Bringing together a harmony of voices: Using the Inside-Out strategy as a culturally responsive approach to intertwine knowledge from self, peer, and text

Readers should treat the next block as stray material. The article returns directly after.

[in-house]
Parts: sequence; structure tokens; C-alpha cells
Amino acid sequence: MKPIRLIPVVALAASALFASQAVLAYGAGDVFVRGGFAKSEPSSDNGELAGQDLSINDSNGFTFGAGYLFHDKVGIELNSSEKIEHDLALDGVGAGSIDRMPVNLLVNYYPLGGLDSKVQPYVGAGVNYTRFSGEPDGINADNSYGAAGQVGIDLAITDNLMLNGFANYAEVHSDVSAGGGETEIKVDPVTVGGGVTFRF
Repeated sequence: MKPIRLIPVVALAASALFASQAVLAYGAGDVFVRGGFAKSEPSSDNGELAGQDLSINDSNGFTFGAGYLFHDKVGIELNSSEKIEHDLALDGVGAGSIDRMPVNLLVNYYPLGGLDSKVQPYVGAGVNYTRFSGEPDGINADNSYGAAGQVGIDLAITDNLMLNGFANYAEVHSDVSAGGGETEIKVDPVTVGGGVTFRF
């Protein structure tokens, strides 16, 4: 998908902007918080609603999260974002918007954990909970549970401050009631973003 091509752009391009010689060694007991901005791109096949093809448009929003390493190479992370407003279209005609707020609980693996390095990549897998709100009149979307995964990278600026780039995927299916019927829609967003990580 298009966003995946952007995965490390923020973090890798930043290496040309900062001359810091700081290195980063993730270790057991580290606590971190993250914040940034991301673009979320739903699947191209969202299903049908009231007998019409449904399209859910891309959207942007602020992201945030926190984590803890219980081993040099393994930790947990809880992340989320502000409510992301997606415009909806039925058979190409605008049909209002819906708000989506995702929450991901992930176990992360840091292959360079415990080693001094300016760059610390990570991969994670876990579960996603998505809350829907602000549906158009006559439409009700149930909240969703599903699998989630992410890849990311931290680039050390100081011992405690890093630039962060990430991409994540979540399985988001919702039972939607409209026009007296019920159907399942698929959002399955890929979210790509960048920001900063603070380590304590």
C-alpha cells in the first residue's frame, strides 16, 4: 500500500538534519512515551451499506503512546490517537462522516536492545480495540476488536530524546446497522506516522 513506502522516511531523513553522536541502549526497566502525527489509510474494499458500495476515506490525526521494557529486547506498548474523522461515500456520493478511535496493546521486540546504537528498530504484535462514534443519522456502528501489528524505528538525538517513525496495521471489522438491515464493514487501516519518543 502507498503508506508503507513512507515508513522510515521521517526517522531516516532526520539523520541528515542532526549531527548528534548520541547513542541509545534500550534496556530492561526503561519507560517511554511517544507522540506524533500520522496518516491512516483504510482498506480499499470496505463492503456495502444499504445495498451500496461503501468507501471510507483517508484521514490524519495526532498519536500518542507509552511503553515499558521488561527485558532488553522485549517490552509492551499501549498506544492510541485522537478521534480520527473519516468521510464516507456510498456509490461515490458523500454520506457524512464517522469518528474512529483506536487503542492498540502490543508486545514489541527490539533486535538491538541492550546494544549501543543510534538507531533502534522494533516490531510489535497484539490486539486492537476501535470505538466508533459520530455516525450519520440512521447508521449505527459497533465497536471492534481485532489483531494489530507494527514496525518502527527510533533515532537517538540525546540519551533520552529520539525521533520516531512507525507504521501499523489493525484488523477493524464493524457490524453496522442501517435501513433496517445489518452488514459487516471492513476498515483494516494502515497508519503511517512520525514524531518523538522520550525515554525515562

Culturally responsive teaching is often nebulous and challenging for many to integrate in an effective and intentional way. As novice teachers, we struggled with developing tangible ways to actualize culturally responsive teaching. However, through our combined experiences and research, we have gained a better understanding of culturally responsive teaching and ways to apply the concept. We hope to support other teachers who are looking for practical tools for their culturally responsive toolbox. In this article, we introduce an instructional strategy, called InsideOut, that has benefited us within our own culturally responsive approaches. By utilizing Inside-Out, teachers can use student prior knowledge and lived experiences as resources to bridge together the multiple diversities of the classroom community. For teachers to be culturally responsive to their students, it is important that students become funds of knowledge, and their voices become an essential component to the classroom curriculum. Inside-Out supports students as funds of knowledge by merging three key sources of knowledge: self, peer, and text. Through these multiple viewpoints, our classrooms can be transformed from a predisposed silo of information to an inclusive opus full of multiple harmonies.